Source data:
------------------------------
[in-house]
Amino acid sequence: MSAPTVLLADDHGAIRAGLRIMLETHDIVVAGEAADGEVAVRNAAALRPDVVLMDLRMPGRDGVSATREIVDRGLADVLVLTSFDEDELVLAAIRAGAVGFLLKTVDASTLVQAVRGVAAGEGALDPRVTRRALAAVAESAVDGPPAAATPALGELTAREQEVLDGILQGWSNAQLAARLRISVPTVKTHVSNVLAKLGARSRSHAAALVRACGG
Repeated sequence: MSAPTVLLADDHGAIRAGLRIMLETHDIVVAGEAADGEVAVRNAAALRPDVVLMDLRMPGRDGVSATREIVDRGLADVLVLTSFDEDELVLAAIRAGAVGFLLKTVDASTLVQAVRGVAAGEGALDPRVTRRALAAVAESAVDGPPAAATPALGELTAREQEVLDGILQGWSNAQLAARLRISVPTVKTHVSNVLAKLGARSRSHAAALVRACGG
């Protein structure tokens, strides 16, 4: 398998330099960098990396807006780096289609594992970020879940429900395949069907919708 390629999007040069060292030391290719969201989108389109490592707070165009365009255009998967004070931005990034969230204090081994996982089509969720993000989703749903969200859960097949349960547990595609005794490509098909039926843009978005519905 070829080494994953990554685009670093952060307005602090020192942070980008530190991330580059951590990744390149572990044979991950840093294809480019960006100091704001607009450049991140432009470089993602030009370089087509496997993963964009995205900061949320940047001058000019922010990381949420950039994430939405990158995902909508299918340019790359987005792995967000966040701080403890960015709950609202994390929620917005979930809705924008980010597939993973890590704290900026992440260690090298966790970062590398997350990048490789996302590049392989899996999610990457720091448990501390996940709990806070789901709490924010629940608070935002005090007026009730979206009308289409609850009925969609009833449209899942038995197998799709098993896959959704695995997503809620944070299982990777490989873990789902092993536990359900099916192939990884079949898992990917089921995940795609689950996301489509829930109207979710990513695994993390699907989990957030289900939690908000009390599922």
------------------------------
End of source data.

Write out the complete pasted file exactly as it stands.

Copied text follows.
[in-house]
Amino acid sequence: MSAPTVLLADDHGAIRAGLRIMLETHDIVVAGEAADGEVAVRNAAALRPDVVLMDLRMPGRDGVSATREIVDRGLADVLVLTSFDEDELVLAAIRAGAVGFLLKTVDASTLVQAVRGVAAGEGALDPRVTRRALAAVAESAVDGPPAAATPALGELTAREQEVLDGILQGWSNAQLAARLRISVPTVKTHVSNVLAKLGARSRSHAAALVRACGG
Repeated sequence: MSAPTVLLADDHGAIRAGLRIMLETHDIVVAGEAADGEVAVRNAAALRPDVVLMDLRMPGRDGVSATREIVDRGLADVLVLTSFDEDELVLAAIRAGAVGFLLKTVDASTLVQAVRGVAAGEGALDPRVTRRALAAVAESAVDGPPAAATPALGELTAREQEVLDGILQGWSNAQLAARLRISVPTVKTHVSNVLAKLGARSRSHAAALVRACGG
């Protein structure tokens, strides 16, 4: 398998330099960098990396807006780096289609594992970020879940429900395949069907919708 390629999007040069060292030391290719969201989108389109490592707070165009365009255009998967004070931005990034969230204090081994996982089509969720993000989703749903969200859960097949349960547990595609005794490509098909039926843009978005519905 070829080494994953990554685009670093952060307005602090020192942070980008530190991330580059951590990744390149572990044979991950840093294809480019960006100091704001607009450049991140432009470089993602030009370089087509496997993963964009995205900061949320940047001058000019922010990381949420950039994430939405990158995902909508299918340019790359987005792995967000966040701080403890960015709950609202994390929620917005979930809705924008980010597939993973890590704290900026992440260690090298966790970062590398997350990048490789996302590049392989899996999610990457720091448990501390996940709990806070789901709490924010629940608070935002005090007026009730979206009308289409609850009925969609009833449209899942038995197998799709098993896959959704695995997503809620944070299982990777490989873990789902092993536990359900099916192939990884079949898992990917089921995940795609689950996301489509829930109207979710990513695994993390699907989990957030289900939690908000009390599922």